The included user’s manual for a particular product is an excellent starting point for maintaining heavy construction equipment. It should have usage specifications defining how to operate the machine safely and in line with its performance capabilities. For example, depending on the role it serves, the guide may have details about the maximum weights for lifting and carrying or the steepest grades the machinery can handle.

Keep in mind that using equipment in ways not intended by the maker can cause problems, even if it doesn’t seem so at the time. A company might try to save money by repairing a machine with a part that costs less but is not the exact type the manufacturer says to use. Alternatively, someone may put an attachment on a device not made to accommodate it. These choices can all shorten the lifespan of equipment, increase costs, and possibly pose dangers. 

5. Check the Machinery for Signs of Excessive Wear

All authorized machine operators should know what steps to go through to check a piece of equipment for unusual wear patterns. Even when people take care to use equipment correctly, natural aging causes wear and tear over time. Belts can become warped, and tire treads get worn down. Seals can become so dry that they crack. Environmental factors can also damage wires and internal components that usually stay covered. 

Referring to a checklist of things to examine is a solid practice to implement at any construction company. Instruct people to use it before they start using a machine. Additionally, teach them to monitor for issues that could contribute to extra wear over time, such as vibration. 

6. Stay Aware of Seasonal Needs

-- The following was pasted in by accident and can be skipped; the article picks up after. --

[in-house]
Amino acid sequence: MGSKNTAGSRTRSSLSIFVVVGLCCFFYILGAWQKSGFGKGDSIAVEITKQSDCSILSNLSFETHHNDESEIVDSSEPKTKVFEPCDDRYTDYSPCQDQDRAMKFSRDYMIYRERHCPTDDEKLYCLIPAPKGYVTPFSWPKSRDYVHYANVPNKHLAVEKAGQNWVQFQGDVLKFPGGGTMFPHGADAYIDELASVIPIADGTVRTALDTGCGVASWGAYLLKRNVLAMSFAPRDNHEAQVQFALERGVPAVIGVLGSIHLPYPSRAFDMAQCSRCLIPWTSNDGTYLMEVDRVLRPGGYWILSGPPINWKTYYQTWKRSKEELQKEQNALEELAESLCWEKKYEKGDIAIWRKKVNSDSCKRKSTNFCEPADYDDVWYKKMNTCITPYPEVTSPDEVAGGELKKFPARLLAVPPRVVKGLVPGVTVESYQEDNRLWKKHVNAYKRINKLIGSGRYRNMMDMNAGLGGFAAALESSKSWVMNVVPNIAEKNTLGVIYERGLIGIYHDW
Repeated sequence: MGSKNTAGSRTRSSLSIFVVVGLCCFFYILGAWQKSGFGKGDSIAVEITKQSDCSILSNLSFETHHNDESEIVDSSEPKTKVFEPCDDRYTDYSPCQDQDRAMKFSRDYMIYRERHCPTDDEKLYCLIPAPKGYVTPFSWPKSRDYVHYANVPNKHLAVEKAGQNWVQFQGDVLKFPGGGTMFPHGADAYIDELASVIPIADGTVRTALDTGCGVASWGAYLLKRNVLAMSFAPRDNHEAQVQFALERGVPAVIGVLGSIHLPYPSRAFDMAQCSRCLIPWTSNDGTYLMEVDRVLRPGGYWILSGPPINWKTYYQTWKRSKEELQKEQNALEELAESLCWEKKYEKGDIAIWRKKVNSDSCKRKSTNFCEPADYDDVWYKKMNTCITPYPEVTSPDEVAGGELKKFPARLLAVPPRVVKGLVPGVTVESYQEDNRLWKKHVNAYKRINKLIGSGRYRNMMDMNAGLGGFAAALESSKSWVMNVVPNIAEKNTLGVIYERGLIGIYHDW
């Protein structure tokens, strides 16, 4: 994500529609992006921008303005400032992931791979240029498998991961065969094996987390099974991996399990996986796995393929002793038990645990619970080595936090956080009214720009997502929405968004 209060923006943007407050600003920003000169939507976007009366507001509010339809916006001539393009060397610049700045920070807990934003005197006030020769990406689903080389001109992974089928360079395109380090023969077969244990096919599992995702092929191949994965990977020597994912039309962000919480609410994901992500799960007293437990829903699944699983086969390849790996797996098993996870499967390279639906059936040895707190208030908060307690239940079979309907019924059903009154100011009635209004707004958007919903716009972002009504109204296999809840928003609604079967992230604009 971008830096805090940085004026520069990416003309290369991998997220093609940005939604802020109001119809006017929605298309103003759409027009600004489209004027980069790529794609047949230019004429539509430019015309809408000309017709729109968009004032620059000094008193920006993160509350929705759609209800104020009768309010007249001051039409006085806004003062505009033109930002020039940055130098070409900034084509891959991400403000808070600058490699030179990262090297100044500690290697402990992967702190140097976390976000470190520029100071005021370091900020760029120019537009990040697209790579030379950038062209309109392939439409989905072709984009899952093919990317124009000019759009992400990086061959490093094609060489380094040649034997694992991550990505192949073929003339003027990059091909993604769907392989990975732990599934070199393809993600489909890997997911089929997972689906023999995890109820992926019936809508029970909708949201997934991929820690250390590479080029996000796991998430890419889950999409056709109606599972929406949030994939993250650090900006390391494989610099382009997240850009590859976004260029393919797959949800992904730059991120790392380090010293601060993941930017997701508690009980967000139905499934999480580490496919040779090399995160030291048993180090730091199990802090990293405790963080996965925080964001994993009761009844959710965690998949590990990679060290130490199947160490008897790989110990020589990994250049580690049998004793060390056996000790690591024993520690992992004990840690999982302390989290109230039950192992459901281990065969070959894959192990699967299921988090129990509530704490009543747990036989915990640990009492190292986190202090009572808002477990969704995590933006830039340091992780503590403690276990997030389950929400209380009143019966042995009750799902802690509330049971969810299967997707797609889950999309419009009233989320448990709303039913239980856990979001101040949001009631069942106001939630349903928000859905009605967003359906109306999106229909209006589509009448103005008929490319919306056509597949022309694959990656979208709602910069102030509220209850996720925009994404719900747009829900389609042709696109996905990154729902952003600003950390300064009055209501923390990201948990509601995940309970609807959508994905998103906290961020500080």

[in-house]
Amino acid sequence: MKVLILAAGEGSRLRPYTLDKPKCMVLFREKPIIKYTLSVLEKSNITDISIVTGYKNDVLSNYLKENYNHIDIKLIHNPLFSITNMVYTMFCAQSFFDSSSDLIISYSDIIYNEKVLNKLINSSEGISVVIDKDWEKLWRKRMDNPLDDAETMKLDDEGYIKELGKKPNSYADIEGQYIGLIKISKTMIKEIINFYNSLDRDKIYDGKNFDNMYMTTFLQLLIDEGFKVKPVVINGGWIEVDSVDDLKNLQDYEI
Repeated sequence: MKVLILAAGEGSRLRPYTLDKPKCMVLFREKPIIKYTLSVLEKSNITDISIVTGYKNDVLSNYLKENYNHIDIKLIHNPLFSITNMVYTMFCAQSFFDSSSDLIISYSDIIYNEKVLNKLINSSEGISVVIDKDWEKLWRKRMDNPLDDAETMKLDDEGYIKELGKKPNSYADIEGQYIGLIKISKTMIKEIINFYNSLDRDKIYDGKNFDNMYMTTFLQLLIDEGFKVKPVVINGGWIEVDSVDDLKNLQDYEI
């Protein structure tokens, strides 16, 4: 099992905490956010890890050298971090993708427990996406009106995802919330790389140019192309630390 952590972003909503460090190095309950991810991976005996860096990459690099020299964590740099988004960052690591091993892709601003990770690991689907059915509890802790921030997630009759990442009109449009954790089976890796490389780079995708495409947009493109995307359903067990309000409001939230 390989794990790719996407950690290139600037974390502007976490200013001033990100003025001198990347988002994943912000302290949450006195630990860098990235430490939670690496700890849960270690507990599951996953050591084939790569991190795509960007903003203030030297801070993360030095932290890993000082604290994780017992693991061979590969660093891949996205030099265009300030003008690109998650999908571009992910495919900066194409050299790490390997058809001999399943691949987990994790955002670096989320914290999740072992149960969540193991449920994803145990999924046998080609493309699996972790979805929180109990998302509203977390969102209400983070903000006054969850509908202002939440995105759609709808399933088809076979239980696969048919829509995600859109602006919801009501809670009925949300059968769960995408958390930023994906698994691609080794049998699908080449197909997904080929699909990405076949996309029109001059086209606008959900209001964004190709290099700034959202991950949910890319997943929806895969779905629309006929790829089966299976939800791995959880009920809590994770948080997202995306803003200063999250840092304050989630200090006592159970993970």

Just as precautions occur when workers must endure extremely hot or cold temperatures, you have certain seasonal steps to take when maintaining heavy construction equipment. Knowing what they are can help you avoid breakdowns or other complications that hinder productivity. 

The lower temperatures of winter reduce the tire pressure in industrial equipment. Some companies prioritize using track-mounted equipment during the winter instead of machines with tires for this reason. However, if that is not an option, get in the habit of always checking tire pressure before using the equipment. Always keep the gas tank full, too. Doing that prevents condensation from entering the container and corresponding fuel lines. 

During the summer, it’s especially useful to check coolant levels regularly. Instruct operators to watch for signs of the engine overheating. Installing a thermostat could alert them to problems that otherwise go unnoticed before it’s too late. 

Heavy Equipment Maintenance Is a Smart Investment

Most people involved in purchasing construction equipment take great care in researching prices, features, warranties and use cases before selecting their items. They want to make the most appropriate choices to increase their satisfaction. 

The desire to maximize the investment should not stop after the purchase happens. If you commit to proper heavy equipment maintenance, you’ll discover that the decisions made after buying a product are just as important — or even more so — as those made during the pre-purchase stage.